Working with a polarizer in Namibia

By Jay Dickman

Light isn’t always light. We often have those times when the light is pouring through the particulate matter of an urban landscape, the “stuff” in the air warping the air molecules into a huge “soft box.” Those early and late “golden hour” moments provide that magical light all photographers love to find – and use.

 

Sometimes however, the light provided is less than perfect, or the sky hovering over the landscape is too “blown out” (too bright to be able to be recorded on the sensor, when balanced against the foreground exposure). These are two of the several scenarios in which the photographers quest for beautiful light can be enhanced and empowered by using a polarizer-and often in symphony with a slight warming filter.


No filter


With the Singh-Ray LB ColorCombo polarizer


Singh-Ray has combined those two obvious partners into the LB ColorCombo Polarizer. I always carry this filter with me, and have used it with success when shooting in those conditions where the sky may be less than ideally saturated and the existing light could be improved with a touch of warmth.

 

This filter adds some warmth in Kelvin temperature, similar to the addition of an 81A filter – and often the exact amount of warming one hopes to add to the scene in a photograph. The polarizing aspect of the filter then plays its role in the partnership in providing a controllable amount of additional saturation for the less-than-perfect sky.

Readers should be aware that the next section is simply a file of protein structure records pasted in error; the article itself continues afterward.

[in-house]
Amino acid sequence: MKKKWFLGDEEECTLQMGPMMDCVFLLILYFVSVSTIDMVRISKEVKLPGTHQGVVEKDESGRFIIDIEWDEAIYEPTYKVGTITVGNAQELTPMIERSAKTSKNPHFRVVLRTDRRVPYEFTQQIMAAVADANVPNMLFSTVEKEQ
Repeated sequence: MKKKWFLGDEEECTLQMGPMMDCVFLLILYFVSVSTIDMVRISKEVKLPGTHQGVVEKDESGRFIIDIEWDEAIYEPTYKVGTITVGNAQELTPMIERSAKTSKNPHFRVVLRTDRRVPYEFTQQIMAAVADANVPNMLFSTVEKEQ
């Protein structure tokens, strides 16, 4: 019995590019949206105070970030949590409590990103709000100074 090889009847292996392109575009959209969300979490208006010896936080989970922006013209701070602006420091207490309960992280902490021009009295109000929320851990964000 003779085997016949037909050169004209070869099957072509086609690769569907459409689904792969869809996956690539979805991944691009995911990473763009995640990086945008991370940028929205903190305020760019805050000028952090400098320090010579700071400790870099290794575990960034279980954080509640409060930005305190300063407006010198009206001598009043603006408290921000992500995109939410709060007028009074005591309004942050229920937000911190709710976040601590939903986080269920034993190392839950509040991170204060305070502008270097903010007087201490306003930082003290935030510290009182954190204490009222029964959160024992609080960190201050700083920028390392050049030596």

I was recently in Namibia, one of my favorite places in not only Africa, but in the world. Leading one of my FirstLight Workshops across multiple locations in this visual wonderland, our location on this particular stop was Namib Naukluft National Park, of which a huge portion is the Namid Desert. The Namib contains some of the oldest sand dunes on earth in addition to some of the largest dunes found anywhere. We’d obtained a permit to stay late in the day in the Sossusvlei area, a place I’ve photographed before, and a place I love.

 

Getting into the park early is one of the secrets of successful photography in the Namib Desert: several lodges safari vehicles can be found outside the park at dawn, waiting for the gates to open at sunrise. It’s then another 45+ minutes to reach the dunes. By then, the quality of light has already started deteriorating as the sun climbs into the nearly equatorial sky. All those stunning images of the warm-colored sands of the desert aren’t available. Here’s a secret: stay at the lodge inside the park, the Sossuslvei Lodge, and as they don’t have to worry about the gates, one can leave for the dunes pre dawn, insuring your arrival at times best for photography.

 

Still, even with the advantage of early access, often the sheer abundance of great photographic opportunities stretches the morning out, so when some great scenes are made available the light may not be pristine. This was the case in this image: we’d taken advantage of “Golden Hour” lighting in other areas in and around the dunes and as is often the case with photographers, we were leaving the area when this great scene was presented. I shot a few without any filtration, then attached my Singh-Ray LB ColorCombo Polarizer. I think the “before and after” images are striking in the improvement with filtration.

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